Winter usually begins without warning.  In the Adirondacks, it could come on the next cloud–it all depends on your elevation.  Here, beside the lake, it comes with seeing the first snowflake.  Usually heavy with moisture, the first flakes are soft, pure and slow to reach the ground.  Unless you find pleasure in winter sport, it’s a rough road until the Big Melt.

But, soon, if a strong wind doesn’t take my leaf away, a snowflake or two will collide with the leaf and adhere to its surface.  Then another will join–and then another.  The weight will cause my leaf to break its attachment to the thread and fall to the deck.  It’ll get swept away by new winds and then rot into the soil, under inches of snow, in our yard.

I have to go inside for a box of tissues now.  I wonder if the leaf will wait for me?

I doubt it.  The leaf owes me nothing.

Leaf2

Cooks of the North (A True Story of Survival)

If you’re traveling in the north country fair

where the winds hit heavy on the borderline…

–Bob Dylan “Girl From The North Country”

 

We who chose to live here in the North Country are a hardy breed.  You can see signs of this all around you.  The cows have thicker hides, the trees have thicker bark and the lakes sometimes gets real hard…hard enough to walk on.  Some extra hardy types actually put little wooden huts or tents on the lakes and fish through the two-foot layer of ice.  And, they do this starting in late September.  I have seen, with my own eyes, odd vehicles that don’t have wheels to move through the snow.  They have treads of some kind and the engines make a whistling noise and the air turns blue.  The people who ride around in them wear lots of clothes and all those layers are covered with a heavy one-piece suit.  They even have helmets.  It looks like a sub-Arctic Area 51.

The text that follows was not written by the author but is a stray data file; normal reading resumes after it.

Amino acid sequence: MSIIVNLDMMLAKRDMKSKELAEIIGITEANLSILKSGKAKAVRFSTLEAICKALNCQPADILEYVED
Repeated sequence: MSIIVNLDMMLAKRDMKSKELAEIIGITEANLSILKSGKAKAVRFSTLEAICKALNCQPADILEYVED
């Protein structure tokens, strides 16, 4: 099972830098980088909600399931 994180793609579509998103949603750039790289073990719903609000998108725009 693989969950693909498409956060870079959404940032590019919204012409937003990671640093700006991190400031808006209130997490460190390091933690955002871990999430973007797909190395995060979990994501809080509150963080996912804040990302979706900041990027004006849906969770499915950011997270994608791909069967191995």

They claim its fun.

Sometimes it’s so cold that if a guy were to go tee-tee in the woods, the tee-tee will freeze before it hits the ground.  Actually, that’s not true.  There is no ground…there is about three feet of snow and ice beneath your frozen feet.  And this happens no matter much you paid L.L. Bean for those fleece-lined, thinsulated, wool and felt-lined boots.